Revenues up for Heidelberg Cement
By Helen Wright31 July 2012
Cement producer Heidelberg Cement reported 11% year-on-year growth in revenues for the second quarter to €3.8 billion (US$4.7 billion), fuelled by a recovery in the North American market, strong Asian demand and price increases.
Operating income was also up from €441 million (US$541 million) between April and June a year ago to €495 million (US$607 million) in the second quarter of this year.
Heidelberg said the increase in sales from North America and Asia more than offset weakened demand in some European markets, which are being hit by declining infrastructure investment.
Dr Bernd Scheifele, chairman of Heidelberg's managing board, added, "The price increases that we have implemented to offset the rise in energy costs were mostly successful. This enabled us to increase our cement margins in the second quarter of 2012 compared to the previous year. We will do everything in our power to continue this positive trend in the second half."
During the last six months of 2012, Heidelberg plans to expand its operations by commissioning new clinker and cement plants in central India with a capacity of 2.9 million tonnes. Production is also scheduled to start on the company's new cement mills in Ghana and Liberia in the fourth quarter. The new mills will have capacities of 1 million tonnes and 0.5 million tonnes.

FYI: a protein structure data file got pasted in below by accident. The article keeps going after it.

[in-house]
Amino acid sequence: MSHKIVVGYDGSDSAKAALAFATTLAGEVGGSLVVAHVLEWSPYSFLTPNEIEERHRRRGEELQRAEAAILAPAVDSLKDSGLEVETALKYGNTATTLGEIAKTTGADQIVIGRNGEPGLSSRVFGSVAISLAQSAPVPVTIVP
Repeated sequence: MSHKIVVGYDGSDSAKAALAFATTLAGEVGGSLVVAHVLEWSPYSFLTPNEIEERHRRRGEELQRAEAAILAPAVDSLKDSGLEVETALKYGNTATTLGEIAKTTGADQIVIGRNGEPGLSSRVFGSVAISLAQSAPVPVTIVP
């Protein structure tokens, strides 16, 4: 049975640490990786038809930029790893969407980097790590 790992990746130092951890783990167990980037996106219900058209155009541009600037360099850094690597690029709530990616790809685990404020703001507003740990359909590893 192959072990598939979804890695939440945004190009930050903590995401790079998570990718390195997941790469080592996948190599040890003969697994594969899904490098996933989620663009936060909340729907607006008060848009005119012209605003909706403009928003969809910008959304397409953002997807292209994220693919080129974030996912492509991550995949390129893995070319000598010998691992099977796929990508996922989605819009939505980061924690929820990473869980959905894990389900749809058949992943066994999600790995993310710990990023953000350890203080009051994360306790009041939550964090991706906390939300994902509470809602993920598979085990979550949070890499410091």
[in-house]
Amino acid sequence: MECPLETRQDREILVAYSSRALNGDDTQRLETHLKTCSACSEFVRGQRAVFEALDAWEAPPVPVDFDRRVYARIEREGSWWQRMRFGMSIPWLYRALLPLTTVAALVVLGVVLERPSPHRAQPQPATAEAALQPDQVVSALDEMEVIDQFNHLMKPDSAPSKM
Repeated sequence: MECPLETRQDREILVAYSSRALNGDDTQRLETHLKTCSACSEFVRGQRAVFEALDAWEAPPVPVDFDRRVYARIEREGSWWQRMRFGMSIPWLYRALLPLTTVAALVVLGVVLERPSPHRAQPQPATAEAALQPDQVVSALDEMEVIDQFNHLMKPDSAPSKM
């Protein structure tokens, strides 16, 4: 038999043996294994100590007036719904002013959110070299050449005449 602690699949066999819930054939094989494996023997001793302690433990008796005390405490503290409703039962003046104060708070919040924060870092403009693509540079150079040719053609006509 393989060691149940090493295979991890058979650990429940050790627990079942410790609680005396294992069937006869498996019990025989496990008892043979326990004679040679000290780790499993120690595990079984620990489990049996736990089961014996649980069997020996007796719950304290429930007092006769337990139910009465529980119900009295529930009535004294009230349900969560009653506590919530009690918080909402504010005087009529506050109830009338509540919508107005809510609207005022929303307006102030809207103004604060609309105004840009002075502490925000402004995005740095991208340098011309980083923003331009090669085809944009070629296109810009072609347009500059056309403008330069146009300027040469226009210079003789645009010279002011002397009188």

In its Asia-Pacific and Africa-Mediterranean Basin division, Heidelberg said it expected to see a sustained positive demand trend in the second half.
And, based on the strong first half development in North America, the company said it also expected increasing demand for cement in this region to continue due to the recovery of investments in private residential construction and commercial construction.
But Heidelberg said it expected to see a slight decline in demand in Western and Northern Europe, and forecast falling sales volumes of cement and aggregates in this region for the remainder of the year.
Meanwhile, it predicted more growth in its Eastern Europe and central Asia division before the end of the year, albeit at a more moderate pace. It said it expected this growth to be largely driven by strong increase in demand in Russia and central Asia, offset by falling demand in Poland and the Czech Republic.